Monday, September 5, 2011

Daegu 2011 – General Comments and Awards

That was an interesting nine days of track and field. The results are well known at this point, as they’ve been reported by everyone all over the globe – including here. What I want to take a look at over the next several days, or more, are my interpretations of the results. I will be taking a closer look at some of the names from the meet; some the happenings during the meet; and the affect those results will have on the sport going forward.
imageI want to start by handing out some “Awards” from this World Championships, but first a few comments on Daegu itself. I’m a big proponent of holding the World Championships in as many different locations as possible, so that we spread the exposure of track and field beyond the nations of the “European Circuiimaget – or as the Brits say “The Commercial Circuit”. In doing that however, we must also do our best to ensure that our locations are conducive to producing the best performances possible from out athletes. To that end I’m not sure that Daegu was a great location – because for the majority of this meet the results themselves were far below what we see in most Diamond League level meet, let alone previous World Championships.
The one obvious reason was the winds, which for the majority of the nine days of competition were consistently blowing into the faces of the athletes. As a result the high profile sprints and hurdle events took a beating results wise. For most of this meet I was asked over and over if Daegu was a slow track – and my response was that it should be fast as it’s a Mondo surface and Mondo is simply, fast. We finally saw just how fast on the final days of the meet when the winds let up and we got some sterling races – most notably the men’s 200, women’s 100 hurdles and the 4x1 relays.

The other aspect of the weather that seemed to have a detrimental effect on the competition and results was the humidity. In talking with friends that were fortunate enough to be in Daegu for all or portions of this meet everyone said that the humidity was murder. High humidity takes a toll on everyone – sprinters, middle & long distance runners and field event performers alike.

So while I’m a huge advocate for taking this meet to as many varied locations as possible, I would also implore the IAAF that in addition to evaluating the general applications of those cities wishing to be host sites, that they also do extensive research into the weather patterns of the area – because it’s important that the sport is always presenting its best face when we get the opportunity to showcase our athletes to the world – and global media.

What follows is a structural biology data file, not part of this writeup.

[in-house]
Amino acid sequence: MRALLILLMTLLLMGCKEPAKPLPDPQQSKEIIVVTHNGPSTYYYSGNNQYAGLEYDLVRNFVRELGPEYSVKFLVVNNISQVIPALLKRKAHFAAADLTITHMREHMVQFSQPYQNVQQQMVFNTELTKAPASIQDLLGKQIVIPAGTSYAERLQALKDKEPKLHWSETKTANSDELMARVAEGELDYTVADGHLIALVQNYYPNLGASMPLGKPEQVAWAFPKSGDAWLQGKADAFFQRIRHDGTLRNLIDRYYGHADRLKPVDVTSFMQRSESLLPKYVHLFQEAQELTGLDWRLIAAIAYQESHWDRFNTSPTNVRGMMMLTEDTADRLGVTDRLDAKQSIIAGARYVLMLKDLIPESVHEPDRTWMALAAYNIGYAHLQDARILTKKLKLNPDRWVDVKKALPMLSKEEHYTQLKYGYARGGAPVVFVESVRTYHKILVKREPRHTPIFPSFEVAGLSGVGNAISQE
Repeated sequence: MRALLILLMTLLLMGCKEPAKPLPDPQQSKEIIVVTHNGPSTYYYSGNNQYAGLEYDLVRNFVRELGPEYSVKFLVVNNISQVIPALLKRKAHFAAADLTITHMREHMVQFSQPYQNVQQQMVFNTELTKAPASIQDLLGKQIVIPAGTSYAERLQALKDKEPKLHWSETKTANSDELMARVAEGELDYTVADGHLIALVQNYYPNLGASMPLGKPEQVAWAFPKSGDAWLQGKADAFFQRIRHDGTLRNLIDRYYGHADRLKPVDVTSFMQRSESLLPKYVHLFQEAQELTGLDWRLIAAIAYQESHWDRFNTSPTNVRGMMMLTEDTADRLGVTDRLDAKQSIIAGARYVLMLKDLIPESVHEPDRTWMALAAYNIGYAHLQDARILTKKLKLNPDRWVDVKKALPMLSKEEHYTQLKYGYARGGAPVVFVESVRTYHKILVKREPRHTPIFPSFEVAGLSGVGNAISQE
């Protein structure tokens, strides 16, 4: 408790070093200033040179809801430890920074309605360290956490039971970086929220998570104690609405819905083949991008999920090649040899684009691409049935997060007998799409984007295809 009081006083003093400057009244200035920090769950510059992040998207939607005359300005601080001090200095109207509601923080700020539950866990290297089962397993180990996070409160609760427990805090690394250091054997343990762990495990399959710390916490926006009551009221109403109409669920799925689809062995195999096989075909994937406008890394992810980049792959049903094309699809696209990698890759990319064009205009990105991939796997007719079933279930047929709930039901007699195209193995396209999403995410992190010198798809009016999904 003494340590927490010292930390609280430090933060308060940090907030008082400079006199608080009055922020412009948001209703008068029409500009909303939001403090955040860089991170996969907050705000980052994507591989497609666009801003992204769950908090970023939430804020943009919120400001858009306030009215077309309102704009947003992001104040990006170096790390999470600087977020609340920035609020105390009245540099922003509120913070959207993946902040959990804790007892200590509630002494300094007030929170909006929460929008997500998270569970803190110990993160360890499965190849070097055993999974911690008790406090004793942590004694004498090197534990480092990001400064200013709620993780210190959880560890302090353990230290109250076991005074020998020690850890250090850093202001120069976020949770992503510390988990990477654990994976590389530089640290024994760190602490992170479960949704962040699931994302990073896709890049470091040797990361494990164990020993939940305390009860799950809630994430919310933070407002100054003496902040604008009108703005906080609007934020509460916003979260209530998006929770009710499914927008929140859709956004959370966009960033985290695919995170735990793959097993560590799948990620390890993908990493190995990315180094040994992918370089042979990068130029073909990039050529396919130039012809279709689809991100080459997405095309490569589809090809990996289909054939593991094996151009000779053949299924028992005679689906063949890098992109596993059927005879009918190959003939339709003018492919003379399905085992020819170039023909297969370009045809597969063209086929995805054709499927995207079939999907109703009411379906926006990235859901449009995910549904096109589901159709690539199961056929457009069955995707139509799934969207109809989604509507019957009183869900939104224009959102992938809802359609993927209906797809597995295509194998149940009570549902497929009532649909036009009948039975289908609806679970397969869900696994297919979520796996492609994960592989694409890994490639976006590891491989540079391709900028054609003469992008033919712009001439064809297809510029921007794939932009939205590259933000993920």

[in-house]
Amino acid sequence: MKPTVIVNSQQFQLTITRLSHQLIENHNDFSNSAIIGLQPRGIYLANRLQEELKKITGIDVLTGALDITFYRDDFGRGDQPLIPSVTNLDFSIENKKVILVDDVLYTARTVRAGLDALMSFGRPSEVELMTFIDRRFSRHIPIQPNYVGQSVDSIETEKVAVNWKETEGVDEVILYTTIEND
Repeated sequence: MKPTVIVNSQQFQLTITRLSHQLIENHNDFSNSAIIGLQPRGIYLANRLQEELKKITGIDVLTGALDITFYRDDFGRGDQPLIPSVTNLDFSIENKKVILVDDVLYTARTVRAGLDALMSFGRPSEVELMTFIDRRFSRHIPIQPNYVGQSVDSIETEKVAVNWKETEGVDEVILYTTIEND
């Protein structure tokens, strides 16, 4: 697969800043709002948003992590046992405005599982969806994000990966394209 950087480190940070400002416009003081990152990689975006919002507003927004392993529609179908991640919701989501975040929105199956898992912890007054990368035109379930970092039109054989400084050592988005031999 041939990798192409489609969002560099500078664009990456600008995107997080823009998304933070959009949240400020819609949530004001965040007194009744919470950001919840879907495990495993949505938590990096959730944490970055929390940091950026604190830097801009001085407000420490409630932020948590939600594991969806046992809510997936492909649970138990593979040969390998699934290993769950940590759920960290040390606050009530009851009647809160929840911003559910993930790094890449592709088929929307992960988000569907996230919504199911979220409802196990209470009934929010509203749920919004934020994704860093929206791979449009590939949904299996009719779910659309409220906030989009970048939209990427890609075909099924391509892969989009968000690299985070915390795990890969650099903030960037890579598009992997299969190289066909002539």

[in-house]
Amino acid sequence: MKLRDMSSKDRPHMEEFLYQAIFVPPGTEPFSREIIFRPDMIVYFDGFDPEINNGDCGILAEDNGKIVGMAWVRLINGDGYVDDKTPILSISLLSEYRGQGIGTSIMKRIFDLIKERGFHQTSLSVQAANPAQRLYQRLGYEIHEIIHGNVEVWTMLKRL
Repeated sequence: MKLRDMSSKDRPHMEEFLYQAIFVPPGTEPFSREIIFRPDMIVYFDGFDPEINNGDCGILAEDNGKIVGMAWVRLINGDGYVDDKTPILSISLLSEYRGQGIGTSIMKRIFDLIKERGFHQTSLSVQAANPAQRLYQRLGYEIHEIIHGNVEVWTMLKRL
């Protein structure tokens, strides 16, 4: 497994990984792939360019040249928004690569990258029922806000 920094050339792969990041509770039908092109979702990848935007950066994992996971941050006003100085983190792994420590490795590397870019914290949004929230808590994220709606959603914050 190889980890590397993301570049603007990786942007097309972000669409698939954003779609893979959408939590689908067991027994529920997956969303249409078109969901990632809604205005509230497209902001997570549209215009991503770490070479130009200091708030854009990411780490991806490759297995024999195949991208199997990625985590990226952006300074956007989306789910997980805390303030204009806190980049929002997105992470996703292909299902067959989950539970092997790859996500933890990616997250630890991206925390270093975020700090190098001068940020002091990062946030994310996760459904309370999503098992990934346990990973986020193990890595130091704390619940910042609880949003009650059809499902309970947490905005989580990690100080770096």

Which brings me to a comment that I’ve made before – it’s time to become a true World Championships and stop emulating the setup of the Olympic Games. The run in round of the sprints was the perfect example of what I mean, as we spent several races with athletes that really didn’t belong in this level of competition! As I’ve said on more than one occasion, the Olympics were created as a gathering of all the World’s nations to celebrate “brotherhood” – the ultimate global celebration where EVERYONE is invited to participate. It’s time for the World Championships to evolve into the Ultimate Global Track Meet, where the BEST of the world gather to clash for the title of the world’s best in each event. When you include athletes that would have trouble getting out of the rounds of most state high school championships, AND leave home athletes that could possibly make a final or semifinal at the World Championships in their event but they happen to not be in the top three in their country, you fall far short of that goal! It’s time that we saw the best athletes regardless of nationality competing in this meet.

One final comment on presentation, we need to get back to qualifying rounds that eliminate athletes based on how they finished against the competition and get away from “first two and next fastest three” type rounds – especially in the sprints where the times are heavily affected by the conditions – primarily the wind. At the very least we need to put an end to the three semifinal situation. Run two semifinals. The first four across the line move on to the final. You balance the semis and let them go at it and settle it on the track, not the results sheets!

Now for my “awards”. The first couple are pretty standard, the rest reflect my interpretations of the meet.

Athlete of the Meet

Men – Usain Bolt: False started out of the 100, but came back to run the #4 time ever in the 200 (19.40) and anchor the WR setting 4x1 (37.04). The sport wanted him to headline this meet, and while the mark was missed in the first half of the meet, he came through with flying colors in the final few days.